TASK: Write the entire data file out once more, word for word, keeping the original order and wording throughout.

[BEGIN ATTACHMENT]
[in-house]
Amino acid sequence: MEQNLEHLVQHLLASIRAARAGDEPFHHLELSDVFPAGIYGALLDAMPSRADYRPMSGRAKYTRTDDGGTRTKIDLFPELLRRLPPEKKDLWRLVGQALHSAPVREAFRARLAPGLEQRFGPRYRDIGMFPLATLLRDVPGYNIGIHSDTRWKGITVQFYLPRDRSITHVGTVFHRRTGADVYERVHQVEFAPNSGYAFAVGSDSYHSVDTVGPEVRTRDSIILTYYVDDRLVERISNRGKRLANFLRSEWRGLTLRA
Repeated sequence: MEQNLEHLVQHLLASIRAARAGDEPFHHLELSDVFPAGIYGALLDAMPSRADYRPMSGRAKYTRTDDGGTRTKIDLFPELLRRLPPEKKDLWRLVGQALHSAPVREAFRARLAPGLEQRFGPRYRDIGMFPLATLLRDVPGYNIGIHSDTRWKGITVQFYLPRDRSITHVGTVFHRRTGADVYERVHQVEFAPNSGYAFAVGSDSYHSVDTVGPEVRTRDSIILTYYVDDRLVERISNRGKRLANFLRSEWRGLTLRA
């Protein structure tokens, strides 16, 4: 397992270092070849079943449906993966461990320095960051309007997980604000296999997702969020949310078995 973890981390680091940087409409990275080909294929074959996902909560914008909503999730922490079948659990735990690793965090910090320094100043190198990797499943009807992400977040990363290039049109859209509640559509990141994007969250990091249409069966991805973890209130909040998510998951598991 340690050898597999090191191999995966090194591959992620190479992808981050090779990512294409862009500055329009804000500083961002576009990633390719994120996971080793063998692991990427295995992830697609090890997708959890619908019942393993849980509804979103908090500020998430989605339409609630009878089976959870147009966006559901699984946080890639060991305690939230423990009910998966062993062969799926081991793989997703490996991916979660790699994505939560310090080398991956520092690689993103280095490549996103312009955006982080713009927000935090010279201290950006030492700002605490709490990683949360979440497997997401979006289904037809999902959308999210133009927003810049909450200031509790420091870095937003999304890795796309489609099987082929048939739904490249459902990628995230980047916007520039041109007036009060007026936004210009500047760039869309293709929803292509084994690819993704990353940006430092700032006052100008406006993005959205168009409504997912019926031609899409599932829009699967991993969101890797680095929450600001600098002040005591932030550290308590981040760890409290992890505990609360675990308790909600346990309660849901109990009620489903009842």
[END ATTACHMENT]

[in-house]
Amino acid sequence: MEQNLEHLVQHLLASIRAARAGDEPFHHLELSDVFPAGIYGALLDAMPSRADYRPMSGRAKYTRTDDGGTRTKIDLFPELLRRLPPEKKDLWRLVGQALHSAPVREAFRARLAPGLEQRFGPRYRDIGMFPLATLLRDVPGYNIGIHSDTRWKGITVQFYLPRDRSITHVGTVFHRRTGADVYERVHQVEFAPNSGYAFAVGSDSYHSVDTVGPEVRTRDSIILTYYVDDRLVERISNRGKRLANFLRSEWRGLTLRA
Repeated sequence: MEQNLEHLVQHLLASIRAARAGDEPFHHLELSDVFPAGIYGALLDAMPSRADYRPMSGRAKYTRTDDGGTRTKIDLFPELLRRLPPEKKDLWRLVGQALHSAPVREAFRARLAPGLEQRFGPRYRDIGMFPLATLLRDVPGYNIGIHSDTRWKGITVQFYLPRDRSITHVGTVFHRRTGADVYERVHQVEFAPNSGYAFAVGSDSYHSVDTVGPEVRTRDSIILTYYVDDRLVERISNRGKRLANFLRSEWRGLTLRA
């Protein structure tokens, strides 16, 4: 397992270092070849079943449906993966461990320095960051309007997980604000296999997702969020949310078995 973890981390680091940087409409990275080909294929074959996902909560914008909503999730922490079948659990735990690793965090910090320094100043190198990797499943009807992400977040990363290039049109859209509640559509990141994007969250990091249409069966991805973890209130909040998510998951598991 340690050898597999090191191999995966090194591959992620190479992808981050090779990512294409862009500055329009804000500083961002576009990633390719994120996971080793063998692991990427295995992830697609090890997708959890619908019942393993849980509804979103908090500020998430989605339409609630009878089976959870147009966006559901699984946080890639060991305690939230423990009910998966062993062969799926081991793989997703490996991916979660790699994505939560310090080398991956520092690689993103280095490549996103312009955006982080713009927000935090010279201290950006030492700002605490709490990683949360979440497997997401979006289904037809999902959308999210133009927003810049909450200031509790420091870095937003999304890795796309489609099987082929048939739904490249459902990628995230980047916007520039041109007036009060007026936004210009500047760039869309293709929803292509084994690819993704990353940006430092700032006052100008406006993005959205168009409504997912019926031609899409599932829009699967991993969101890797680095929450600001600098002040005591932030550290308590981040760890409290992890505990609360675990308790909600346990309660849901109990009620489903009842």